China’s State Council has published a plan to develop the “new energy vehicle” industry, which includes EVs, PHEVs and fuel cell vehicles.
China’s State Council has published a plan to develop the “new energy vehicle” industry, which includes EVs, PHEVs and fuel cell vehicles. Saying that the next 20-30 years will be a “critical period” that will see the formation of a new global industry, the plan calls for the production of 500,000 plug-in vehicles by 2015, and 2 million by 2020.
Of course, governments set targets, objectives, etc all the time, but planners in the mobility industries may want to take a close look at this one, because China’s command economy might just get it done. The government intends to “guide” enterprises to increase investment in R&D in several key technology areas, including:
- Battery innovation, with a focus on system security, reliability and lightweight design
- Development of anodes, separators, electrolytes and other key materials
- Development of production, control and detection equipment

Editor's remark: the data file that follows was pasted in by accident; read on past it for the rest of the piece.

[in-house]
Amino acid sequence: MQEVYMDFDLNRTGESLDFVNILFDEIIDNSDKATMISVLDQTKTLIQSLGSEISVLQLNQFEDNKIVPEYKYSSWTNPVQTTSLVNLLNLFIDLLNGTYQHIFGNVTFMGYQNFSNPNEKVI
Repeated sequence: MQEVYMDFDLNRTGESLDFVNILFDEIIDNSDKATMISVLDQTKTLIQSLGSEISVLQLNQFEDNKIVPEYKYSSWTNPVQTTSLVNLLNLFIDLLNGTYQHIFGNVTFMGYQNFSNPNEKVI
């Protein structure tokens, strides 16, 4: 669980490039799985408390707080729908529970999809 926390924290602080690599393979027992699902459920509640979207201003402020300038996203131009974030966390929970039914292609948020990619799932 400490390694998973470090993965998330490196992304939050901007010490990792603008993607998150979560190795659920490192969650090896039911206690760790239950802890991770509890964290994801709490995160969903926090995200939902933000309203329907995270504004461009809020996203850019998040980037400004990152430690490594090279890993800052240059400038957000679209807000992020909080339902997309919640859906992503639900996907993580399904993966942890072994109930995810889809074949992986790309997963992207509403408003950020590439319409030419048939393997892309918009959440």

- New supercapacitor and battery combinations
- Electric traction motors and power electronics
The plan is quite detailed, even laying out performance targets that plug-in vehicles are to meet by 2015:
- Maximum speed of not less than 62 mph
- All-electric driving range of not less than 93 miles (for EVs) or 31 miles (for PHEVs)
- Battery power density of 150 W/kg, at a cost of 2 yuan/Wh ($0.31/Wh), with a cycle life of more than 10 years
- Electric drive system power density of 2.5 kW/kg, at a cost of 200 yuan/kW
The comprehensive plan seems to cover every issue related to sustainable mobility. It calls for related industries to share product development and patent databases, and to establish a common test platform; more new energy vehicle demonstrations; subsidies for private purchase of new energy vehicles; city-level pilots for performance verification; and battery recycling. Noting that China lags in recharging infrastructure (only a couple hundred public chargers are currently in service), the plan calls for the exploration of different business models for recharging.